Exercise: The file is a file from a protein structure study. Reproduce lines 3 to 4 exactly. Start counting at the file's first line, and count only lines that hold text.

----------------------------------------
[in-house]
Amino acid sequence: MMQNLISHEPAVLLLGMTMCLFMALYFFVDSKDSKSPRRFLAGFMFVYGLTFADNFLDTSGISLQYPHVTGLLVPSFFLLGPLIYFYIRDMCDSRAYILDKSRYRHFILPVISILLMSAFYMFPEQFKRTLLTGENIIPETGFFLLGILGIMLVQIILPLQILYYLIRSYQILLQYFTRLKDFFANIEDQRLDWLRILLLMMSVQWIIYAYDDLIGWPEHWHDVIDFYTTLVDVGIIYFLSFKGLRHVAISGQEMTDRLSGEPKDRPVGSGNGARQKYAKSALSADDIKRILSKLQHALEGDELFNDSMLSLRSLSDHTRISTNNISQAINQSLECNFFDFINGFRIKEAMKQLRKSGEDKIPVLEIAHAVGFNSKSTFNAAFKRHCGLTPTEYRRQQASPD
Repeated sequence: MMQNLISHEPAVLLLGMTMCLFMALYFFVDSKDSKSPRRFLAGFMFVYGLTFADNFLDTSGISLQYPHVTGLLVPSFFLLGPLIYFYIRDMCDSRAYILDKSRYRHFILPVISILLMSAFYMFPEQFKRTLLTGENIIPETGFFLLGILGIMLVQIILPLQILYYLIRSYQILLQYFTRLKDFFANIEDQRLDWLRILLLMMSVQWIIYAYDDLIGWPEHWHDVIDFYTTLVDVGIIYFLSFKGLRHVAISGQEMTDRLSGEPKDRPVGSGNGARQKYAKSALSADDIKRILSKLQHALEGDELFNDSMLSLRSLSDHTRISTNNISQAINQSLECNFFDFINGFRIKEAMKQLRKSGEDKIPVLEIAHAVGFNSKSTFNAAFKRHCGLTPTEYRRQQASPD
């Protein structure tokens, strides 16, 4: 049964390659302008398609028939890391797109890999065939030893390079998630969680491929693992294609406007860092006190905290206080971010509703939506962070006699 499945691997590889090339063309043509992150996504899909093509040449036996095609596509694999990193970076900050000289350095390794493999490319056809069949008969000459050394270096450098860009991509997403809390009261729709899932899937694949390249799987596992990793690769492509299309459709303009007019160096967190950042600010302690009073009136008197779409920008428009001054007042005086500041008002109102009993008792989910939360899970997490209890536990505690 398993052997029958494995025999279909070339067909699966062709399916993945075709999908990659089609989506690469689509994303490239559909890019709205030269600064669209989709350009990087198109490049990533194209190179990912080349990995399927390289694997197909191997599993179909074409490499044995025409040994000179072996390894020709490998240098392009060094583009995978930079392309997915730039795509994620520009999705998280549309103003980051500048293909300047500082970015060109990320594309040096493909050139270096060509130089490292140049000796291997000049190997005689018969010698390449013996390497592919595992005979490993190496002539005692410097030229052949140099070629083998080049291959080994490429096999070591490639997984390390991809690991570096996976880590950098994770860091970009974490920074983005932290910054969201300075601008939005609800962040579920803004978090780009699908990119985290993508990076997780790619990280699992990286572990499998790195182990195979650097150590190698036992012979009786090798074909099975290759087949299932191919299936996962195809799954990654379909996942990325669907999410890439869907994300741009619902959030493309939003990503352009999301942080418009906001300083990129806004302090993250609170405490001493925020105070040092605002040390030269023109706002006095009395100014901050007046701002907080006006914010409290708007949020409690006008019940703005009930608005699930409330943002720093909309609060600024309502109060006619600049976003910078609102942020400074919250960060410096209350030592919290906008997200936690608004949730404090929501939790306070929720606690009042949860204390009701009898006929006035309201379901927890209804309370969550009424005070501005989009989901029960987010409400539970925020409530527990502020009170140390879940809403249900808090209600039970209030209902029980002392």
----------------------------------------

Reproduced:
Repeated sequence: MMQNLISHEPAVLLLGMTMCLFMALYFFVDSKDSKSPRRFLAGFMFVYGLTFADNFLDTSGISLQYPHVTGLLVPSFFLLGPLIYFYIRDMCDSRAYILDKSRYRHFILPVISILLMSAFYMFPEQFKRTLLTGENIIPETGFFLLGILGIMLVQIILPLQILYYLIRSYQILLQYFTRLKDFFANIEDQRLDWLRILLLMMSVQWIIYAYDDLIGWPEHWHDVIDFYTTLVDVGIIYFLSFKGLRHVAISGQEMTDRLSGEPKDRPVGSGNGARQKYAKSALSADDIKRILSKLQHALEGDELFNDSMLSLRSLSDHTRISTNNISQAINQSLECNFFDFINGFRIKEAMKQLRKSGEDKIPVLEIAHAVGFNSKSTFNAAFKRHCGLTPTEYRRQQASPD
């Protein structure tokens, strides 16, 4: 049964390659302008398609028939890391797109890999065939030893390079998630969680491929693992294609406007860092006190905290206080971010509703939506962070006699 499945691997590889090339063309043509992150996504899909093509040449036996095609596509694999990193970076900050000289350095390794493999490319056809069949008969000459050394270096450098860009991509997403809390009261729709899932899937694949390249799987596992990793690769492509299309459709303009007019160096967190950042600010302690009073009136008197779409920008428009001054007042005086500041008002109102009993008792989910939360899970997490209890536990505690 398993052997029958494995025999279909070339067909699966062709399916993945075709999908990659089609989506690469689509994303490239559909890019709205030269600064669209989709350009990087198109490049990533194209190179990912080349990995399927390289694997197909191997599993179909074409490499044995025409040994000179072996390894020709490998240098392009060094583009995978930079392309997915730039795509994620520009999705998280549309103003980051500048293909300047500082970015060109990320594309040096493909050139270096060509130089490292140049000796291997000049190997005689018969010698390449013996390497592919595992005979490993190496002539005692410097030229052949140099070629083998080049291959080994490429096999070591490639997984390390991809690991570096996976880590950098994770860091970009974490920074983005932290910054969201300075601008939005609800962040579920803004978090780009699908990119985290993508990076997780790619990280699992990286572990499998790195182990195979650097150590190698036992012979009786090798074909099975290759087949299932191919299936996962195809799954990654379909996942990325669907999410890439869907994300741009619902959030493309939003990503352009999301942080418009906001300083990129806004302090993250609170405490001493925020105070040092605002040390030269023109706002006095009395100014901050007046701002907080006006914010409290708007949020409690006008019940703005009930608005699930409330943002720093909309609060600024309502109060006619600049976003910078609102942020400074919250960060410096209350030592919290906008997200936690608004949730404090929501939790306070929720606690009042949860204390009701009898006929006035309201379901927890209804309370969550009424005070501005989009989901029960987010409400539970925020409530527990502020009170140390879940809403249900808090209600039970209030209902029980002392």